Dokdo Though the Ages in Maps


Historical maps show the perception of territory people had in a period of time in history. One of the earliest Japanese records on Ulleungdo and Dokdo is a document entitled, Onshu shicho goki,which was edited by Saito Hosen in the year 1667. This document has a well-known passage that states:

"Oki is in the middle of the North Sea, so it is called Okinoshima. Going further from there for two days and one night in the direction of northwest one reaches Matsushima. Also there is Takeshima at another day´s travel distance. These two islands are uninhabited and getting a sight from Koryo (Korea) from there is like viewing Oki (Island) from Onshu. Thus Oki island is the northwest boundary of Japan."

This quote is very important, maps of that era and even 150 years thereafter had part of it written next to the islands . The passage was often written in such a manner spanning both islands linking them as a pair. This supports the belief that Ulleungdo and Dokdo were often viewed as "sister islands." The Chinese characters ΜΈΝΤΥςλΆκ£ρ¶ΨΠλίρ¶ translated means "viewing Koryo (Korea) from here is the same as viewing Shimane (Japan) from Oki Island." These characters can be seen on the following maps.
(David Rumsey Collection)


1835 Map by Matsumoto Yasuoki.

1872 Map by Uchida Shinai showing same characters.


The script, "ΜΈΝΤΥςλΆκ£ρ¶ΨΠλίρ¶" again spans Ulleungdo and her "sister island" in this map.

Yet again we see the text "viewing Koryo from here is the same as viewing Shimane from Oki Island."

The phrase not only suggests that Ulleungdo-Dokdo were inseparable, it also shows that Korea was perceived to have had a stronger bond to these islands than did Japan by using the comparative analogy of Ulleungdo-Dokdo/Korea and Oki Island/Shimane Japan.


Japanese Maps of the Nineteenth Century


During the late 19th century the maps began to change somewhat. The positions of the Ulleungdo and Dokdo drifted in a westward direction. This could be partly attributed to the influence of the inaccurate maps made by Western cartographers. As a general rule, Ulleungdo is positioned at around 130 degress and Dokdo around 131 degrees; also Ulleungdo and Dokdo are never far apart from each other on these maps. However, if Dokdo had always been Japan´s inherit possession as the Japanese Foreign Ministry so states, then European maps should have followed the names and location the Japanese gave to Dokdo, and not vice-versa. These errors will be dealt with later. Japanese documents from around the mid-1870s seem to show the Meiji Government of Japan had little or no interest in both Ulleungdo and Dokdo. Not surprisingly, a large percentage of Japanese maps of this era fail to show Ulleungdo or Dokdo islands at all. Often cartographers opted to insert appended maps of other islands or simply filled this space with ornate drawings for visual appeal. A common practice was to curl up a corner of an appended map and insert the islands below. This would again suggest both islands were of no great importance and their inclusion on the map was almost an afterthought. In other words, as Japan´s perception of Dokdo changed, so did her maps.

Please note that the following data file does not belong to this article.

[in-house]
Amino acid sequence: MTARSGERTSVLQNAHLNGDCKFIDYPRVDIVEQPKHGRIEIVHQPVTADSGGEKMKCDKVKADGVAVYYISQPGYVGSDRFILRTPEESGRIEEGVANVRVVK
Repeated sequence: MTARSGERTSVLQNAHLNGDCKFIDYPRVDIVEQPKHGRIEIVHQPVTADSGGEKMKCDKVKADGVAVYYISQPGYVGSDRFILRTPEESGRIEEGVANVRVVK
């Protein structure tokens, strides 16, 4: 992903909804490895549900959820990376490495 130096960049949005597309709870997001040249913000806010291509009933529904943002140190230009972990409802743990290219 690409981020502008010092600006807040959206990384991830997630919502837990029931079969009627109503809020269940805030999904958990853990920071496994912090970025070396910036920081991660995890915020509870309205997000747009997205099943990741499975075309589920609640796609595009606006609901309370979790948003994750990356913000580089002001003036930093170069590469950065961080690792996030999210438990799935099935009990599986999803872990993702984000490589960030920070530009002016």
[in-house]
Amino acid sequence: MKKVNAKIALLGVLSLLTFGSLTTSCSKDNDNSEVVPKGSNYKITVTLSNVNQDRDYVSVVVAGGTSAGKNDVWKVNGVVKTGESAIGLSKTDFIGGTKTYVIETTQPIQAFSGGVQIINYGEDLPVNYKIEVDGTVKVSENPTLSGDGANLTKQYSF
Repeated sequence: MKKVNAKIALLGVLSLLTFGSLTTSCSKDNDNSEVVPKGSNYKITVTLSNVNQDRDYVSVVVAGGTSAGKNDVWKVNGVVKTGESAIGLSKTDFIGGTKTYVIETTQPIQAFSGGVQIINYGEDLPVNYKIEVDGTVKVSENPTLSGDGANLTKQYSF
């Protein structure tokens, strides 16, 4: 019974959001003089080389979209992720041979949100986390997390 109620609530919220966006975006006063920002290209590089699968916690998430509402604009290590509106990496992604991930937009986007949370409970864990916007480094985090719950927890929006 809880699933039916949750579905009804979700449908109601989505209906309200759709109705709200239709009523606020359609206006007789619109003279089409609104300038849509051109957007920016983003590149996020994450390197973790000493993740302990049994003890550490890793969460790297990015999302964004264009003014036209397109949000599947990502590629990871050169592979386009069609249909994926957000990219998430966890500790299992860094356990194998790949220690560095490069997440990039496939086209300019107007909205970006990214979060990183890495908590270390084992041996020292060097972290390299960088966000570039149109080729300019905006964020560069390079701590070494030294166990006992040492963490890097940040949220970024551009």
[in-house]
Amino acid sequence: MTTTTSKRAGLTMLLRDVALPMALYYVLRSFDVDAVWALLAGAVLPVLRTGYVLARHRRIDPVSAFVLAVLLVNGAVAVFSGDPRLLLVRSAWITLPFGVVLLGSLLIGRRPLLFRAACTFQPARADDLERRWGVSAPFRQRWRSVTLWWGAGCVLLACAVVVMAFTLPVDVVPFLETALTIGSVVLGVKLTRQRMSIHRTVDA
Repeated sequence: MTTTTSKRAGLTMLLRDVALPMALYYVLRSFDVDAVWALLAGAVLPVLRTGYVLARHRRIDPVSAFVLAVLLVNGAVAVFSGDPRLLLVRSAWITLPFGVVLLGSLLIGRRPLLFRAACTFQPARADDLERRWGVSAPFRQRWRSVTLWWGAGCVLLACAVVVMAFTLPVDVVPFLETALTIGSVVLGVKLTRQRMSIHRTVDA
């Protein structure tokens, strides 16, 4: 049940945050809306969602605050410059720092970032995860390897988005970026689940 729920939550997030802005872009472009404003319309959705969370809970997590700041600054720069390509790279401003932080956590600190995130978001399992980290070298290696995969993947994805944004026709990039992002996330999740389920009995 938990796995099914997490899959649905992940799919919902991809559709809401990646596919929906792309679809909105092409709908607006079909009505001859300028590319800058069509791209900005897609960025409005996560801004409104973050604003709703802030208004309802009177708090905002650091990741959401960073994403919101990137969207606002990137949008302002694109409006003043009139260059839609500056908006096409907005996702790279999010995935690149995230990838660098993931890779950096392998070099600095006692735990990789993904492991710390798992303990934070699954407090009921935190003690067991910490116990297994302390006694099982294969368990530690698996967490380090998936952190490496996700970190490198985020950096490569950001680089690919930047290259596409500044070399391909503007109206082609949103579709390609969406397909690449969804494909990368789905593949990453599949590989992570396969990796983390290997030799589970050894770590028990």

What Happened to Dokdo in the 19th Century?




This 1891 Map by Sagano Hikotaro fails to show both Ulleungdo and Dokdo; instead it shows ornate drawings in lieu of Dokdo.


This 1899 Map by Nogiwa Kaoru omitted Takeshima (Dokdo) a mere five years before the islets were claimed by Japan.


This 1881 Map by Maimusho Chirikyoku again omitted Ulleungdo and Dokdo Islands.


This 1893 Map of Japan by Izawa Komakichi also omits Dokdo.


1894 Map by Yamamoto Homeji. Again, no Dokdo.


This Matsuzaki Hanzo map of 1881 shows no islands West of Oki Island.


An 1899 map by Nogiwa Kaoru shows many appended maps but does not include Dokdo or Ulleungdo.


In 1877 this Japanese map has Ulleungdo on an appended map of Korea but again no Dokdo Island.


An undated map of Japan also has no islands Northwest of Oki Island.





This 1836 map shows the character έΑ next to Oki. It΅―s clear this is the northern boundary of Japan.


Again there are no islands northwest of Oki on this map.


This Japanese map shows the character for North (έΑ) directly above Oki Islands.


1877 Mori Kinseki map without Dokdo or Ulleungdo


A 1946 map published by Japan΅―s Geographical Department shows no islands West of Oki Islands.


An 1882 color-coded map shows Ulleungdo and Dokdo is not part of Japan.

In conclusion, Japanese maps both very old and more recent combined with historical documents show us a number of things:  First, the Japanese of the mid 19th century showed a lack territorial perception with regard to the positioning and possession of Dokdo. This should not be misconstrued as omission. Japanese cartographers did to some extent follow the lead of Western mapmakers, but the Japanese were not under the spell of Siebold's error, nor did the Japanese suddenly forget the existence of Takeshima and invent a new fictitious island. It seems the Japanese understood that Dokdo and Ulleungdo were not Japanese territory.